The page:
Very little in this market seems to make sense, Cramer said Wednesday. Until, that is, you look at things through the prism of history.
If investors had questions about the action, they would, at least at first, be right to ask. How can energy push higher when 10-year Treasury yields under 3% should indicate a lack of demand? Why are high-quality growth stocks so cheap – 11.5 times earnings – as the S&P 500 flirting with 1,040 implies? Shouldn’t gold sell for half of what it’s worth right now if Treasurys are right? Because gold acts best in inflationary, not deflationary, times. And is the euro cheap or expensive? That seems to depend on whether you compare it to the growth of Germany and France or the struggling nations of Spain and Greece.
But here’s how Cramer puts these seeming contradictions into perspective:
Gold has risen in price in a deflationary environment before, back when Europe slipped into a deflationary spiral that ended with the Weimar Republic’s hyperinflation. Cramer said this led to “total worldwide chaos,” and it paid to be in gold when the chaos hit.
The euro, meanwhile, is trying to stabilize despite problems with the PIIGS: Portugal, Ireland, Italy Greece and Spain. But Ireland’s economy has improved, Italy’s problems were always “vastly overblown,” Cramer said, and as goes Spain so goes Portugal. And the rebound in Spain’s megabank, Banco Santander, means there’s now less reason for concern about that country. Yes, there’s a good chance Greece could default, but Cramer doubted it would send the euro down to $1 from its present exchange rate of $1.22. Plus, both the International Monetary Fund and the European Central Bank seem to be getting the Continent’s debt crisis under control. In the very least, they’ve made it manageable.
In regards to oil, Cramer said there has been no retreat from demand – other than “a bizarre hedge-fund short squeeze followed by liquidation” – since 2004, when China’s growth really revved up in a meaningful way. If things were bad, the price per barrel would be in the $40s, not near $80.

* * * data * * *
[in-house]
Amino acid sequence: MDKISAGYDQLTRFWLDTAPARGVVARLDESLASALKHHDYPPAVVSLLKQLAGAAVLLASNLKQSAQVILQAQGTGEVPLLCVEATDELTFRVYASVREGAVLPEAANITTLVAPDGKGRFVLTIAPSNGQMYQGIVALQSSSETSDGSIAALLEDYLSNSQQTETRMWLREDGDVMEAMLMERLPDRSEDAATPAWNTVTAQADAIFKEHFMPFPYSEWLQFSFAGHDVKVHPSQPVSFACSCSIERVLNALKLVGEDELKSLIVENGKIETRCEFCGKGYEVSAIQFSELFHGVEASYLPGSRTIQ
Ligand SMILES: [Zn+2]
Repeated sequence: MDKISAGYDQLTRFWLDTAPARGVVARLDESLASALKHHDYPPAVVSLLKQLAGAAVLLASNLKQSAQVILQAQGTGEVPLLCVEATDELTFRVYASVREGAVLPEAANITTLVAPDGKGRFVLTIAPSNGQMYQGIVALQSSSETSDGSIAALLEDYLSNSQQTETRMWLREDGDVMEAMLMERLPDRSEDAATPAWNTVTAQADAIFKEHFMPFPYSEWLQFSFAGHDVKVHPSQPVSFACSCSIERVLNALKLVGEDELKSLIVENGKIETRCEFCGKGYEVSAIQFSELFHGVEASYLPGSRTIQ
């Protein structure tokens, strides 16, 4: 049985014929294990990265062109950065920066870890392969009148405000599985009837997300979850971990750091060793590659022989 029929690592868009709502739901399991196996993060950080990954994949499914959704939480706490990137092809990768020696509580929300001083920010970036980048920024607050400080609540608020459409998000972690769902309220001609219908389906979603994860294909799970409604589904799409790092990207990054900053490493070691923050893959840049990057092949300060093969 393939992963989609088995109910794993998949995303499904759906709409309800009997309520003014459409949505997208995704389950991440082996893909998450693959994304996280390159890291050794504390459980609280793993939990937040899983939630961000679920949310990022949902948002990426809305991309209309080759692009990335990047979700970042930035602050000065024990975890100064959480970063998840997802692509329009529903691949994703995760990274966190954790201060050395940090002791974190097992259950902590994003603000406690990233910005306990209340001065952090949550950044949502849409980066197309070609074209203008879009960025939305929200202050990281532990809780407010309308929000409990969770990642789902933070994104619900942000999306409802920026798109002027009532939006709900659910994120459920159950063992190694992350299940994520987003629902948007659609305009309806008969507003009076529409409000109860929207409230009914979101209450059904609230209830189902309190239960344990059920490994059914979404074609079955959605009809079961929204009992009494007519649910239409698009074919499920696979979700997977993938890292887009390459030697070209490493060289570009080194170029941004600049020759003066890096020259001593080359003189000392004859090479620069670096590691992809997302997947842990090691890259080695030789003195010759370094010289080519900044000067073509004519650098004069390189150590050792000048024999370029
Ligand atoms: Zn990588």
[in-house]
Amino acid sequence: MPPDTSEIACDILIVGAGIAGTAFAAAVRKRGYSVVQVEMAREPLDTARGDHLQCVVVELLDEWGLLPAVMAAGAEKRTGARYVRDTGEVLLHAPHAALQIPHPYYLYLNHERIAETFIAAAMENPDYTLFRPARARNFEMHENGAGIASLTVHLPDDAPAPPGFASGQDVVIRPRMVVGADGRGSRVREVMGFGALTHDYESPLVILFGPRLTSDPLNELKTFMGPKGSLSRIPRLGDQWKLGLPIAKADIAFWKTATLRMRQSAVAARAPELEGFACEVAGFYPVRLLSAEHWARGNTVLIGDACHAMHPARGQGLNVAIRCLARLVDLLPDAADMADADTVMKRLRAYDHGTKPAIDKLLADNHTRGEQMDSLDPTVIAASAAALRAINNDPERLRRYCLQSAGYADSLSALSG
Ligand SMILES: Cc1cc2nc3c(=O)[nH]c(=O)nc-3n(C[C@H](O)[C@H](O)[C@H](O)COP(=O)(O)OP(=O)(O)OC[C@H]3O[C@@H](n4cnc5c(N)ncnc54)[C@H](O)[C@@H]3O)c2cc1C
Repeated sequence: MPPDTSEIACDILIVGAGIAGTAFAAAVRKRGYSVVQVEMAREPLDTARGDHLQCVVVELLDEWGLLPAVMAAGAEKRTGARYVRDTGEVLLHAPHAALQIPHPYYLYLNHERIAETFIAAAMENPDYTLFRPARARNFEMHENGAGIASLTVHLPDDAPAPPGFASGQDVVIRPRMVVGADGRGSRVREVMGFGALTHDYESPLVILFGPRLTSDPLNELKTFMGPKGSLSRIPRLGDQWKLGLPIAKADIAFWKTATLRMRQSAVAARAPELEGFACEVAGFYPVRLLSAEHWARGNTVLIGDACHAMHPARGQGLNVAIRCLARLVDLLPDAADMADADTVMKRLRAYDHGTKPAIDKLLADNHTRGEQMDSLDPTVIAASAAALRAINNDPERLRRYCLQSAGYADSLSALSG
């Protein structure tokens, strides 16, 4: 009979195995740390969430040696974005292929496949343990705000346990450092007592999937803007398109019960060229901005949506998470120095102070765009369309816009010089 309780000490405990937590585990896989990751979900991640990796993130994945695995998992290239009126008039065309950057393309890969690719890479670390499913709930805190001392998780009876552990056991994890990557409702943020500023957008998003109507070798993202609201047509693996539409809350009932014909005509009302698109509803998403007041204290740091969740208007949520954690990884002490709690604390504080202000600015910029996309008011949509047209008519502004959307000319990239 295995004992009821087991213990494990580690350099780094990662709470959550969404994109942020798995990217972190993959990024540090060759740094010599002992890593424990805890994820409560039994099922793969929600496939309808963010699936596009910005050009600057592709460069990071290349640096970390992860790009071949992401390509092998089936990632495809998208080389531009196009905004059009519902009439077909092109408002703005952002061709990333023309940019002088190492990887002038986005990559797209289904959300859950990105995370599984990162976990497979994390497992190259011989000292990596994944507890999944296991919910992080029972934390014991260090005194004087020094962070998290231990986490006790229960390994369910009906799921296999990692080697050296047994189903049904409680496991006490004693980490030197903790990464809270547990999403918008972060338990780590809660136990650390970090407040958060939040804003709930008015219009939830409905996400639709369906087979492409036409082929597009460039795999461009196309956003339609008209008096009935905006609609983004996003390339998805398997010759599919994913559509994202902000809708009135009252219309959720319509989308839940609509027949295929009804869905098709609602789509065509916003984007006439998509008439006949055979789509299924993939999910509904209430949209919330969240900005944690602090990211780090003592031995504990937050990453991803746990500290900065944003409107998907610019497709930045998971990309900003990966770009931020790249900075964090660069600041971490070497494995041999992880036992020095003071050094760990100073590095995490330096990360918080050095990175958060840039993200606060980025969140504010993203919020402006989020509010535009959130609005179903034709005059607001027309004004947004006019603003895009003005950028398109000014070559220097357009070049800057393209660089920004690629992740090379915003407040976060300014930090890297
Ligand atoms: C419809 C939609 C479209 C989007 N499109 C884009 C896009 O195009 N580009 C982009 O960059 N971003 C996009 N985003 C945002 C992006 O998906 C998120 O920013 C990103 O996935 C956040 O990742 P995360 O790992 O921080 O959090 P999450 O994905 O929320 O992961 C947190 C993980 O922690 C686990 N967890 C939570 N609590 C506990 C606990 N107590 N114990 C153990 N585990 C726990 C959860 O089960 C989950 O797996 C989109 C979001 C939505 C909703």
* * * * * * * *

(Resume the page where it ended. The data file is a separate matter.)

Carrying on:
The problem with the S&P 500 is that investors have come to base its movement up or down solely on job creation. If we get jobs, up it goes. Otherwise, it sinks. But that negates the other variables that should be at work when valuing the stocks in this index, Cramer said. A lot of S&P companies are doing well overseas; others that have nothing to do with jobs are thriving here in the States. Even those that are exposed to jobs, though, are trading for much less than they should.
An even bigger problem – in fact, it’s the problem, Cramer said – is that the fundamentals just don’t matter. Instead, double- and triple-leveraged exchange-traded funds and high-frequency traders have separated stocks from their underlying companies. And the S&P 500 is a perfect example of this. Given the variety of companies that comprise the index, they should not move as a group.
“All of the relationships that used to hold true for gold, oil, Treasurys, the euro, the S&P – none of them work anymore because stocks have become commoditized, trading in lockstep with each other,” Cramer said. “And I am sick of bemoaning this new reality.”
But, as always, there are opportunities to be found in this market madness. Investors can buy plenty of stocks now with yields much higher than normal because they are a part of the S&P: DuPont , PPG Industries , Bristol-Myers Squibb or Exelon . They could also buy Union Pacific , which is trading below its historical value. Or 3M , trading at the same level as its peers even though the company is doing much better than they are.
Cramer’s message for the day: Stay in the game, no matter how ugly the action is. That’s the only way to win.
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